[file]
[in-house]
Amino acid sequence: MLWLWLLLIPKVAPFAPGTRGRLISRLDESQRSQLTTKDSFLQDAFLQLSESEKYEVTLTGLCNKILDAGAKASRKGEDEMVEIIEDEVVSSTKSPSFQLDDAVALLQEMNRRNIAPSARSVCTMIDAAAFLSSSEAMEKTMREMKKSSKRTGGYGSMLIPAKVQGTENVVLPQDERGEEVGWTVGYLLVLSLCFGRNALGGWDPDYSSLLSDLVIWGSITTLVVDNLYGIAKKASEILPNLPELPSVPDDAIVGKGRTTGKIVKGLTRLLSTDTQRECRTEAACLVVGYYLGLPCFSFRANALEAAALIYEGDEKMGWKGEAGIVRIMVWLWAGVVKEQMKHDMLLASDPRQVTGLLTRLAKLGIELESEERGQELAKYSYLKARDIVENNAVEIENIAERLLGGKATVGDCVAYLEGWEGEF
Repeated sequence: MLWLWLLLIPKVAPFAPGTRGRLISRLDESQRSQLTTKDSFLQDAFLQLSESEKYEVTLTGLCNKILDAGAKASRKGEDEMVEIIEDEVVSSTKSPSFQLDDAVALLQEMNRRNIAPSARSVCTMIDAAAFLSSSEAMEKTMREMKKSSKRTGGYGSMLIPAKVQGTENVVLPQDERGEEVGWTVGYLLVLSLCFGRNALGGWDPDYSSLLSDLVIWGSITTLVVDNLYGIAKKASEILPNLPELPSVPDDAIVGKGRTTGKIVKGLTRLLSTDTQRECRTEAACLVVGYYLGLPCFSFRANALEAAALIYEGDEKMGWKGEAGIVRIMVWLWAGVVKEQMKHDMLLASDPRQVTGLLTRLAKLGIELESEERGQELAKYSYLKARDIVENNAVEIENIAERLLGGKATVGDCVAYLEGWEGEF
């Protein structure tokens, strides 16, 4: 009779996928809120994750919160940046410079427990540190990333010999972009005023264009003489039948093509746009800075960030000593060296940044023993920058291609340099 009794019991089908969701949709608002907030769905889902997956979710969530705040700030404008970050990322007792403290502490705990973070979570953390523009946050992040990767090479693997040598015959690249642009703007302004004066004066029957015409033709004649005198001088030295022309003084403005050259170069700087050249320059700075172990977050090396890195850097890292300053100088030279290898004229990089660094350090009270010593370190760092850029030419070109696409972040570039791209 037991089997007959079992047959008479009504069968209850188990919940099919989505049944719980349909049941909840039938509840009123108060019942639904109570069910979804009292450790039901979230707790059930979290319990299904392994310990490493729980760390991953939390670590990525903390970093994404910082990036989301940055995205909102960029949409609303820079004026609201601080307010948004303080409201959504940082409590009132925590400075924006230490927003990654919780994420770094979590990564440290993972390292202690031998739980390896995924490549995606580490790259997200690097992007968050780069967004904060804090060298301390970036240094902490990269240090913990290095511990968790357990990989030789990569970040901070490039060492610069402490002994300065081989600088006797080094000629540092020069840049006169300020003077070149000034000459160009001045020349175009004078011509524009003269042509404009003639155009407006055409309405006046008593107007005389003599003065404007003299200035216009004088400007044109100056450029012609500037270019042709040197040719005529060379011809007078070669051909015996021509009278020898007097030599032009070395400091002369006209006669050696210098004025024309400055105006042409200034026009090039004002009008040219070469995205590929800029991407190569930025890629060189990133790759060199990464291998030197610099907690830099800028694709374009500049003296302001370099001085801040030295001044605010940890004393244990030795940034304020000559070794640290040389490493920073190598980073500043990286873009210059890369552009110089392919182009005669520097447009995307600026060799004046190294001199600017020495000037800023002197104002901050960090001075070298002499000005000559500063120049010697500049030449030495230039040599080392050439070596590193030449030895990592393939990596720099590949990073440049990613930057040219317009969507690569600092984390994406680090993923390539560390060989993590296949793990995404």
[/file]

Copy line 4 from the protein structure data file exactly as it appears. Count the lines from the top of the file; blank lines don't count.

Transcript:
């Protein structure tokens, strides 16, 4: 009779996928809120994750919160940046410079427990540190990333010999972009005023264009003489039948093509746009800075960030000593060296940044023993920058291609340099 009794019991089908969701949709608002907030769905889902997956979710969530705040700030404008970050990322007792403290502490705990973070979570953390523009946050992040990767090479693997040598015959690249642009703007302004004066004066029957015409033709004649005198001088030295022309003084403005050259170069700087050249320059700075172990977050090396890195850097890292300053100088030279290898004229990089660094350090009270010593370190760092850029030419070109696409972040570039791209 037991089997007959079992047959008479009504069968209850188990919940099919989505049944719980349909049941909840039938509840009123108060019942639904109570069910979804009292450790039901979230707790059930979290319990299904392994310990490493729980760390991953939390670590990525903390970093994404910082990036989301940055995205909102960029949409609303820079004026609201601080307010948004303080409201959504940082409590009132925590400075924006230490927003990654919780994420770094979590990564440290993972390292202690031998739980390896995924490549995606580490790259997200690097992007968050780069967004904060804090060298301390970036240094902490990269240090913990290095511990968790357990990989030789990569970040901070490039060492610069402490002994300065081989600088006797080094000629540092020069840049006169300020003077070149000034000459160009001045020349175009004078011509524009003269042509404009003639155009407006055409309405006046008593107007005389003599003065404007003299200035216009004088400007044109100056450029012609500037270019042709040197040719005529060379011809007078070669051909015996021509009278020898007097030599032009070395400091002369006209006669050696210098004025024309400055105006042409200034026009090039004002009008040219070469995205590929800029991407190569930025890629060189990133790759060199990464291998030197610099907690830099800028694709374009500049003296302001370099001085801040030295001044605010940890004393244990030795940034304020000559070794640290040389490493920073190598980073500043990286873009210059890369552009110089392919182009005669520097447009995307600026060799004046190294001199600017020495000037800023002197104002901050960090001075070298002499000005000559500063120049010697500049030449030495230039040599080392050439070596590193030449030895990592393939990596720099590949990073440049990613930057040219317009969507690569600092984390994406680090993923390539560390060989993590296949793990995404």